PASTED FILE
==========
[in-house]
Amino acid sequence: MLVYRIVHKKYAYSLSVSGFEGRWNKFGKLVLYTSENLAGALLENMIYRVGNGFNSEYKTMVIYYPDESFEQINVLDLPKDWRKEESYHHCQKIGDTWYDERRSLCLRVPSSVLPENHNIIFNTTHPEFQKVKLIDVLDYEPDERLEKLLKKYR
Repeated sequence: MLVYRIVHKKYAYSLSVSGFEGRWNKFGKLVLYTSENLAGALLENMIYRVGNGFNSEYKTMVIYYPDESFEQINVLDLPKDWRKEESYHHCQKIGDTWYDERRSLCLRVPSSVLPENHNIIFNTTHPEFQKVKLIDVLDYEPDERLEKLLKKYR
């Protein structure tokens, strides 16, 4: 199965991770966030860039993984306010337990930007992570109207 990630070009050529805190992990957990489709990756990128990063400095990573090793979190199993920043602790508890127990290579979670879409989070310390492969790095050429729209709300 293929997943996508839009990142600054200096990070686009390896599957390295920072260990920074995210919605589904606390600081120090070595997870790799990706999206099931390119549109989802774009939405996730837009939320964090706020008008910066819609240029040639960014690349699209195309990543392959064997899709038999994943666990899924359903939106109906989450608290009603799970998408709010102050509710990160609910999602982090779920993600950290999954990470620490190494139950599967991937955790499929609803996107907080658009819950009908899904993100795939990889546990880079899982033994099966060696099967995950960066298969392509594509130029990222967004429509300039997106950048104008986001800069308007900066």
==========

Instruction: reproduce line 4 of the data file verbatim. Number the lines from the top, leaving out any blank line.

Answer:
């Protein structure tokens, strides 16, 4: 199965991770966030860039993984306010337990930007992570109207 990630070009050529805190992990957990489709990756990128990063400095990573090793979190199993920043602790508890127990290579979670879409989070310390492969790095050429729209709300 293929997943996508839009990142600054200096990070686009390896599957390295920072260990920074995210919605589904606390600081120090070595997870790799990706999206099931390119549109989802774009939405996730837009939320964090706020008008910066819609240029040639960014690349699209195309990543392959064997899709038999994943666990899924359903939106109906989450608290009603799970998408709010102050509710990160609910999602982090779920993600950290999954990470620490190494139950599967991937955790499929609803996107907080658009819950009908899904993100795939990889546990880079899982033994099966060696099967995950960066298969392509594509130029990222967004429509300039997106950048104008986001800069308007900066």